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Osteoarthritis pain is pain that’s associated with a degenerative disease affecting the joints called osteoarthritis (OA). Pain is one of the most prevalent symptoms of this disease. Osteoarthritis is the most common of the many different types of arthritis. The condition can affect any joint in the body although it most commonly involves the knees, lower back, hips, hands and neck.

Pain from osteoarthritis typically develops gradually, progressively worsening over time. In some cases, however, osteoarthritis can advance more rapidly, especially in a joint that was previously injured.

People typically experience pain from osteoarthritis during physical activity or after a long, active day. The pain often improves with rest but pain and stiffness can also occur following long periods of inactivity. Moving the affected joint will generally trigger osteoarthritis pain. The area may also feel tender to the touch.

Osteoarthritis pain is often accompanied by other osteoarthritis symptoms such as stiffness, joint instability, loss of range of motion and swelling. Osteoarthritis pain can make it difficult to enjoy daily activities, negatively impacting quality of life.


With osteoarthritis, pain occurs when there’s damage to the cartilage and other soft tissues of the joint, including tendons and ligaments. Osteoarthritis also causes structural changes to the surrounding bone.

When cartilage wears away, joints become less effective at absorbing shock and reducing friction. Osteoarthritis also causes increased stretching of ligaments and tendons, further contributing to discomfort. With advanced cases of osteoarthritis, bones may rub directly against each other and bone spurs can develop.

Osteoarthritis is more common in people over 50 due to structural changes in the body that occur over time. However, other factors can contribute to the development of OA, including:

Gender — Women are more likely than men to develop osteoarthritis.

Heredity — Osteoarthritis is more prevalent in those who have a family member with the condition. Defective cartilage and genetic abnormalities affecting joint structure play a role in OA.

Weight — People who are overweight have an increased risk of osteoarthritis since extra weight puts pressure on the joints.

Joint injuries — Osteoarthritis is more common among people with past joint injuries from sports or an accident. Overuse of a particular joint due to athletic training or work requirements can also increase the risk of osteoarthritis.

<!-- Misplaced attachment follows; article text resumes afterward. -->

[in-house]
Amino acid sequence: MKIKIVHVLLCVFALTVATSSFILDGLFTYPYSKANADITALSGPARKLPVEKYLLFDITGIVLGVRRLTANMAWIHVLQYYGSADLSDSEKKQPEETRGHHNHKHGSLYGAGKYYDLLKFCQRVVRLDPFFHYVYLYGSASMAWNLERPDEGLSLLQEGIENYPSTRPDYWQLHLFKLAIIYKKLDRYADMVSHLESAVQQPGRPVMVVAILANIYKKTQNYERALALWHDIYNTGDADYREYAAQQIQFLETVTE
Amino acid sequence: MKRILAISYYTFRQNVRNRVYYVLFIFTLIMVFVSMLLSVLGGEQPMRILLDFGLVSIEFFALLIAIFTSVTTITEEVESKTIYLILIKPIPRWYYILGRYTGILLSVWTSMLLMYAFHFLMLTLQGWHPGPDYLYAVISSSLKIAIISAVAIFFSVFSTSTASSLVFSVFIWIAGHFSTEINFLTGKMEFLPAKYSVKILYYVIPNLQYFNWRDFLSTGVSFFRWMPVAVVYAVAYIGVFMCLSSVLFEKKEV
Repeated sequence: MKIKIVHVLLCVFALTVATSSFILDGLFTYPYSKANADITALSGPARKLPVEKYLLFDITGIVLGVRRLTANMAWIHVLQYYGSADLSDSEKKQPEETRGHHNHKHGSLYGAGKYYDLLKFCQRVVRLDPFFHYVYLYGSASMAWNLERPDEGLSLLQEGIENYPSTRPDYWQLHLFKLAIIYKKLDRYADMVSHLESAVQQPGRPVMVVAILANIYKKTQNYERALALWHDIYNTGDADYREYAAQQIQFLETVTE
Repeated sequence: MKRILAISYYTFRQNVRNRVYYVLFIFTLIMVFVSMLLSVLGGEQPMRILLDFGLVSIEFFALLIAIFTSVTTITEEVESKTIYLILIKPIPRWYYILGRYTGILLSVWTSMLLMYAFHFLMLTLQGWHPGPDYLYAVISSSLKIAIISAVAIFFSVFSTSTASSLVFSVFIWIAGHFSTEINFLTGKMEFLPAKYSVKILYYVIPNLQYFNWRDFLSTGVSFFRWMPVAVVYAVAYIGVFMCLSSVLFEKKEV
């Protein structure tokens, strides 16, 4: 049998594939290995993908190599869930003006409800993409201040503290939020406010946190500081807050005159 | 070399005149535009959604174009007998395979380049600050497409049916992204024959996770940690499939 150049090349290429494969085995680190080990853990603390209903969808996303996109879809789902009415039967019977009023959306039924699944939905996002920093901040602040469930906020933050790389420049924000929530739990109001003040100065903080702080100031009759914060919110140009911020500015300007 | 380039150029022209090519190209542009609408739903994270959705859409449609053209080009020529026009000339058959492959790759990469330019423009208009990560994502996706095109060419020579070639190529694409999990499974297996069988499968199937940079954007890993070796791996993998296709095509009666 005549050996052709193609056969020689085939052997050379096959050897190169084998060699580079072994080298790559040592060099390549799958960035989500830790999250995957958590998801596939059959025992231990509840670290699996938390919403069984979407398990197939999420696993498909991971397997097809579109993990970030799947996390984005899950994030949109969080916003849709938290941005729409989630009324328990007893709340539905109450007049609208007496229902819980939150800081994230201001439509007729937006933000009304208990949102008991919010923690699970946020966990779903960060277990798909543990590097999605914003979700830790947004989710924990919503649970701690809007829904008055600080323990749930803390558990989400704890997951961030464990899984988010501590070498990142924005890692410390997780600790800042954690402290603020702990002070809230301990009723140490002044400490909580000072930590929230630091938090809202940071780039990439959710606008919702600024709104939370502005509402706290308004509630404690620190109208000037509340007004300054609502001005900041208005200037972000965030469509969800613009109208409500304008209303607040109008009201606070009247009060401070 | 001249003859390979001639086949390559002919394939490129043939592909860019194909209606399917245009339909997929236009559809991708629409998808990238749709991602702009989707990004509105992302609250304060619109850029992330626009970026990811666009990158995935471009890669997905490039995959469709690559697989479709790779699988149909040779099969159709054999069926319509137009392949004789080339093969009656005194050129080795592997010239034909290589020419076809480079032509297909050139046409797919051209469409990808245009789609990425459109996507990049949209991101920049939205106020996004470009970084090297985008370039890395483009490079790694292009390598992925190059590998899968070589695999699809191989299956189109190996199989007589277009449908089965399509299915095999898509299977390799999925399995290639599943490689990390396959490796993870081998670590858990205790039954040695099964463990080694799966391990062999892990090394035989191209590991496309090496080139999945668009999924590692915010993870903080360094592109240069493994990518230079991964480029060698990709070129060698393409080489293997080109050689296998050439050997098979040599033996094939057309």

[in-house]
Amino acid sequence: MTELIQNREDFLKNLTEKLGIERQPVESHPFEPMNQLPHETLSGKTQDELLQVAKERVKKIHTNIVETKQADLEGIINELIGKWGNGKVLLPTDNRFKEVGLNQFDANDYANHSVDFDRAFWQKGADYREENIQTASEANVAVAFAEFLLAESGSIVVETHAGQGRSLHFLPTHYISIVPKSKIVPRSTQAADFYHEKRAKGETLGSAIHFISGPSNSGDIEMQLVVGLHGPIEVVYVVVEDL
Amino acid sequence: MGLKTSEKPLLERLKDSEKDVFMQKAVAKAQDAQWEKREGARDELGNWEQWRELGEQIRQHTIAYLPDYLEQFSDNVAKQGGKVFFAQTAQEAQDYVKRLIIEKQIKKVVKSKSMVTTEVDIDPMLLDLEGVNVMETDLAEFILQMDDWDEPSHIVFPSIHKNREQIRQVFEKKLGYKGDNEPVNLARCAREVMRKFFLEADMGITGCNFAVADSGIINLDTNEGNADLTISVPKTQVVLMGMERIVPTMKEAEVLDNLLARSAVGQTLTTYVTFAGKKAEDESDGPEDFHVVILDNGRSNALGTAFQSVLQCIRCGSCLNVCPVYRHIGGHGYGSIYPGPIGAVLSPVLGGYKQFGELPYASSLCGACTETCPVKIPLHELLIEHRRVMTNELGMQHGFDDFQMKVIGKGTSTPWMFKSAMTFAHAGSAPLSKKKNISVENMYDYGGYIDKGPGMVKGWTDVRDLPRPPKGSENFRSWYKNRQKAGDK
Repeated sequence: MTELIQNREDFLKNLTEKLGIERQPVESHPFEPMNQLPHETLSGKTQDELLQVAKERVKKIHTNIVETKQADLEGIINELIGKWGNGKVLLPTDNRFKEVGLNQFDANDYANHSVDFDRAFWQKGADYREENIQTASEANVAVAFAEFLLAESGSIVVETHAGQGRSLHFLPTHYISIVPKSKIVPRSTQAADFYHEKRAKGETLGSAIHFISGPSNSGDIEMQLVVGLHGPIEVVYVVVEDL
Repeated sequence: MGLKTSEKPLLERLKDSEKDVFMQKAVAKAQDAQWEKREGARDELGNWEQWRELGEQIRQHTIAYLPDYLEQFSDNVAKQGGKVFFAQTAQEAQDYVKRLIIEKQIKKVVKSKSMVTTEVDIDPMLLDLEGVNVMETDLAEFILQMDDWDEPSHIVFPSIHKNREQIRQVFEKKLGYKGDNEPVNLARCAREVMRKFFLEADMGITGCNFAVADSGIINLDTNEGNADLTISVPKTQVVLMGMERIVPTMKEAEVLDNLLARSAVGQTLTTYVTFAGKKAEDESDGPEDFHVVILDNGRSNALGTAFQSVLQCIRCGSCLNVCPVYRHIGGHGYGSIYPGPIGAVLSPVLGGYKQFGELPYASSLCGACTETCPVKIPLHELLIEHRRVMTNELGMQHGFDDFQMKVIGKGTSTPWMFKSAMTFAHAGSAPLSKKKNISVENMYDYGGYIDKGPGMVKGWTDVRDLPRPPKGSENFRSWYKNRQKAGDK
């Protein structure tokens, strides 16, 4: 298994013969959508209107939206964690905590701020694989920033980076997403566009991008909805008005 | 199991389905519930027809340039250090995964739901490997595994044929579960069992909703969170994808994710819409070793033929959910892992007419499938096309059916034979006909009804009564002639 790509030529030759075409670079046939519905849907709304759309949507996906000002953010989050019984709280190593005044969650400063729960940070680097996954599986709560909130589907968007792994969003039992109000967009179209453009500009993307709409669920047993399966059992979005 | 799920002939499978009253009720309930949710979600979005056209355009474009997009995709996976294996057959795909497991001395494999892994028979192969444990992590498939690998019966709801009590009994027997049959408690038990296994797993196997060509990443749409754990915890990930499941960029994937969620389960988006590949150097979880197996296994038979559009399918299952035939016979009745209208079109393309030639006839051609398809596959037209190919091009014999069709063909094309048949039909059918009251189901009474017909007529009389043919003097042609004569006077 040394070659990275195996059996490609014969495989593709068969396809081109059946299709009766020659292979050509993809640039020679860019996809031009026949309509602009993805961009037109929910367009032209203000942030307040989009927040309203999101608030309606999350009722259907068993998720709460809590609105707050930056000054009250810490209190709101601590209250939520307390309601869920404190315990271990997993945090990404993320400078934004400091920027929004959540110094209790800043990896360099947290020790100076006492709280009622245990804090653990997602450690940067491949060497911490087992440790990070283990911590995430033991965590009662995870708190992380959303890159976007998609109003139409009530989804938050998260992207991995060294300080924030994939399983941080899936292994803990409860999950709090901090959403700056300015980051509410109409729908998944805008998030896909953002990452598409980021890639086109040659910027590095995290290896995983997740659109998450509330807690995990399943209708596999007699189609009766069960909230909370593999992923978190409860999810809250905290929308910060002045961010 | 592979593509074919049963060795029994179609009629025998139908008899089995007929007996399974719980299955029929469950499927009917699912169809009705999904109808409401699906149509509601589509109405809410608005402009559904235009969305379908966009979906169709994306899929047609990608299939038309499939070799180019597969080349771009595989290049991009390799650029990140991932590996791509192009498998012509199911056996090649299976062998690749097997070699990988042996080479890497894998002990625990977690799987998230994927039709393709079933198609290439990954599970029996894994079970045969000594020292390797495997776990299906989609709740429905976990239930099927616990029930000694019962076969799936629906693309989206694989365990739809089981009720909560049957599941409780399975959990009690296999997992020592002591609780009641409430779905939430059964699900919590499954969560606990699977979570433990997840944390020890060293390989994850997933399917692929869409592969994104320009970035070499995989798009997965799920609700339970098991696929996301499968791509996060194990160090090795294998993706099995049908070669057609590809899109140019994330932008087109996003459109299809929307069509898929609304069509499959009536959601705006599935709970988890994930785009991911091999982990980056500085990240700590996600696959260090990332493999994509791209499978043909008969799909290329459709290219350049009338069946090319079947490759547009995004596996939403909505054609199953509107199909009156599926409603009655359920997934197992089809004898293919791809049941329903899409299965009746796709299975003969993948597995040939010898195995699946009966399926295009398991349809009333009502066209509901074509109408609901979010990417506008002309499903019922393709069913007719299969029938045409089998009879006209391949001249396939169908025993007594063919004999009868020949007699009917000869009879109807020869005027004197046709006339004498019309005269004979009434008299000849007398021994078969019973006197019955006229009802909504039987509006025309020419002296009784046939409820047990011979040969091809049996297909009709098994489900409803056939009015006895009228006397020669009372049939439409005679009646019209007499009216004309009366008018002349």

Several at-home and over-the-counter remedies are available to address mild to moderate osteoarthritis pain, including:

  • OTC NSAIDs — Oral over-the-counter non-steroidal anti-inflammatory drugs like naproxen and ibuprofen can reduce pain and inflammation associated with osteoarthritis.
  • Topical pain relievers — Topical anesthetics and other types of topical pain relievers can help minimize osteoarthritis pain. These types of pain relievers typically come in the form of a gel, ointment or cream, and they may contain menthol, salicylates, lidocaine, capsaicin or diclofenac sodium. Scholl’s® Arthritis Pain Reliever is a topical NSAID that provides fast relief from pain and stiffness. You can apply the gel directly to the affected joint.
  • Hot and cold therapy — Alternating ice packs with a heating pad may help alleviate osteoarthritis pain. Ice can help reduce inflammation while heat can help improve circulation and promote muscle relaxation.
  • Orthotics — It can be beneficial to wear orthotics inside of your shoes in order to protect joints against stress and shock. Scholl’s®Knee Pain Relief Orthotics are designed specifically for people who suffer from knee pain, including osteoarthritis knee pain. The orthotics promote even weight distribution while reducing shock to painful knees. Dr. Scholl’s® Pain Relief Orthotics for Arthritis Pain are designed to ease osteoarthritis pain in the hips, knees and feet by minimizing joint stress and improving stability.

For more severe pain that doesn’t improve with over-the-counter treatments and home remedies, see your doctor. You may require stronger treatment such as:

  • Corticosteroids — Your doctor may recommend corticosteroid injections which can be administered directly into the affected joint to reduce pain and inflammation. Oral steroid medications are also available by prescription.
  • Prescription anti-inflammatories and pain relievers — If over-the-counter NSAIDs don’t provide relief for osteoarthritis pain, your doctor may prescribe stronger NSAIDs and pain medications.
  • Surgery — Advanced cases of osteoarthritis may require surgery to reduce pain and improve quality of life. Surgical options include joint replacement, arthroscopy, osteotomy and joint fusion.


There are a number of ways to manage osteoarthritis pain and improve mobility and quality of life.

  • Exercise — While it can be painful to move joints afflicted with osteoarthritis, exercise is important for strengthening the muscles that support joints. Exercise can also improve flexibility and range of motion. Check with your doctor before starting an exercise routine.
  • Physical therapy — Like exercise, physical therapy can help improve muscle strength and flexibility. A physical therapist can devise a program tailored to your needs.
  • Weight maintenance — Since excess weight can put pressure on painful joints and contribute to the progression of osteoarthritis, it’s important to achieve and maintain a healthy weight.



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